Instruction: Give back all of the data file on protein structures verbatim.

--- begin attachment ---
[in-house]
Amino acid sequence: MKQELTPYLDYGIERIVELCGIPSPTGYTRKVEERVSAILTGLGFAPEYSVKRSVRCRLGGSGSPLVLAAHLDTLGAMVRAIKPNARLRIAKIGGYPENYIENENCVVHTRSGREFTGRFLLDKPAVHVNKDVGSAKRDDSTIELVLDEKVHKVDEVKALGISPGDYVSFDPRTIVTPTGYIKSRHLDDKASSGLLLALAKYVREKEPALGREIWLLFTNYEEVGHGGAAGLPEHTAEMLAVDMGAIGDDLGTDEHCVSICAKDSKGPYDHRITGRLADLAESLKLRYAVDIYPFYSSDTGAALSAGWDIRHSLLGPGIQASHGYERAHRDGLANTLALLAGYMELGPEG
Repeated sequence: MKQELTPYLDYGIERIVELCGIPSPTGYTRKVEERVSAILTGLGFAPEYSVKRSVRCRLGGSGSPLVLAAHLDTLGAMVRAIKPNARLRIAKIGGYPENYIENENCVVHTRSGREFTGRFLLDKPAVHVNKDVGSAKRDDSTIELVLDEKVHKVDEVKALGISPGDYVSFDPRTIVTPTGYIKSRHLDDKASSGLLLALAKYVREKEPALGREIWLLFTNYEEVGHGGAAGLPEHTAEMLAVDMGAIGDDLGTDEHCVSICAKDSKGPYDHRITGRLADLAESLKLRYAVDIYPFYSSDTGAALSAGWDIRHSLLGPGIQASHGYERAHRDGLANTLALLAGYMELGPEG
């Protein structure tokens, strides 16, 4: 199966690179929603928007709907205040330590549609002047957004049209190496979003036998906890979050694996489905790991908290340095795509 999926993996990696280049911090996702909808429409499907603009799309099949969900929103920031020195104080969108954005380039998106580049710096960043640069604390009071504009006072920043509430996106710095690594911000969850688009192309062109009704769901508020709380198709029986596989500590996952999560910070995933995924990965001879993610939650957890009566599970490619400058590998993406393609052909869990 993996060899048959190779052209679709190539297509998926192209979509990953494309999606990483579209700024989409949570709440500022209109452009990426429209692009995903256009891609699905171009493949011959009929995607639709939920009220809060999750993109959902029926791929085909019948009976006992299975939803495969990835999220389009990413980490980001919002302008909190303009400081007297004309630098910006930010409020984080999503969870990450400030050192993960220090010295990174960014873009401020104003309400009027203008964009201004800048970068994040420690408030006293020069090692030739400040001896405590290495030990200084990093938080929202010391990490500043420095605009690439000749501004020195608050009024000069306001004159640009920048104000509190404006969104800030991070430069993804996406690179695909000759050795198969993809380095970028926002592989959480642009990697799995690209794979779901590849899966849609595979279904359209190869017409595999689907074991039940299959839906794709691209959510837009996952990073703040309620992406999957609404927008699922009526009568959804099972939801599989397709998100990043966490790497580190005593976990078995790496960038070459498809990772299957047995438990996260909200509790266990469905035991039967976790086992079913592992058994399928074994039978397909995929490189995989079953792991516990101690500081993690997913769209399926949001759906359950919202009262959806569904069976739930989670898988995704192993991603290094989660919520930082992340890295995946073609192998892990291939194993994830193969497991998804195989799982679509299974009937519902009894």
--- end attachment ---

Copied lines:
[in-house]
Amino acid sequence: MKQELTPYLDYGIERIVELCGIPSPTGYTRKVEERVSAILTGLGFAPEYSVKRSVRCRLGGSGSPLVLAAHLDTLGAMVRAIKPNARLRIAKIGGYPENYIENENCVVHTRSGREFTGRFLLDKPAVHVNKDVGSAKRDDSTIELVLDEKVHKVDEVKALGISPGDYVSFDPRTIVTPTGYIKSRHLDDKASSGLLLALAKYVREKEPALGREIWLLFTNYEEVGHGGAAGLPEHTAEMLAVDMGAIGDDLGTDEHCVSICAKDSKGPYDHRITGRLADLAESLKLRYAVDIYPFYSSDTGAALSAGWDIRHSLLGPGIQASHGYERAHRDGLANTLALLAGYMELGPEG
Repeated sequence: MKQELTPYLDYGIERIVELCGIPSPTGYTRKVEERVSAILTGLGFAPEYSVKRSVRCRLGGSGSPLVLAAHLDTLGAMVRAIKPNARLRIAKIGGYPENYIENENCVVHTRSGREFTGRFLLDKPAVHVNKDVGSAKRDDSTIELVLDEKVHKVDEVKALGISPGDYVSFDPRTIVTPTGYIKSRHLDDKASSGLLLALAKYVREKEPALGREIWLLFTNYEEVGHGGAAGLPEHTAEMLAVDMGAIGDDLGTDEHCVSICAKDSKGPYDHRITGRLADLAESLKLRYAVDIYPFYSSDTGAALSAGWDIRHSLLGPGIQASHGYERAHRDGLANTLALLAGYMELGPEG
């Protein structure tokens, strides 16, 4: 199966690179929603928007709907205040330590549609002047957004049209190496979003036998906890979050694996489905790991908290340095795509 999926993996990696280049911090996702909808429409499907603009799309099949969900929103920031020195104080969108954005380039998106580049710096960043640069604390009071504009006072920043509430996106710095690594911000969850688009192309062109009704769901508020709380198709029986596989500590996952999560910070995933995924990965001879993610939650957890009566599970490619400058590998993406393609052909869990 993996060899048959190779052209679709190539297509998926192209979509990953494309999606990483579209700024989409949570709440500022209109452009990426429209692009995903256009891609699905171009493949011959009929995607639709939920009220809060999750993109959902029926791929085909019948009976006992299975939803495969990835999220389009990413980490980001919002302008909190303009400081007297004309630098910006930010409020984080999503969870990450400030050192993960220090010295990174960014873009401020104003309400009027203008964009201004800048970068994040420690408030006293020069090692030739400040001896405590290495030990200084990093938080929202010391990490500043420095605009690439000749501004020195608050009024000069306001004159640009920048104000509190404006969104800030991070430069993804996406690179695909000759050795198969993809380095970028926002592989959480642009990697799995690209794979779901590849899966849609595979279904359209190869017409595999689907074991039940299959839906794709691209959510837009996952990073703040309620992406999957609404927008699922009526009568959804099972939801599989397709998100990043966490790497580190005593976990078995790496960038070459498809990772299957047995438990996260909200509790266990469905035991039967976790086992079913592992058994399928074994039978397909995929490189995989079953792991516990101690500081993690997913769209399926949001759906359950919202009262959806569904069976739930989670898988995704192993991603290094989660919520930082992340890295995946073609192998892990291939194993994830193969497991998804195989799982679509299974009937519902009894």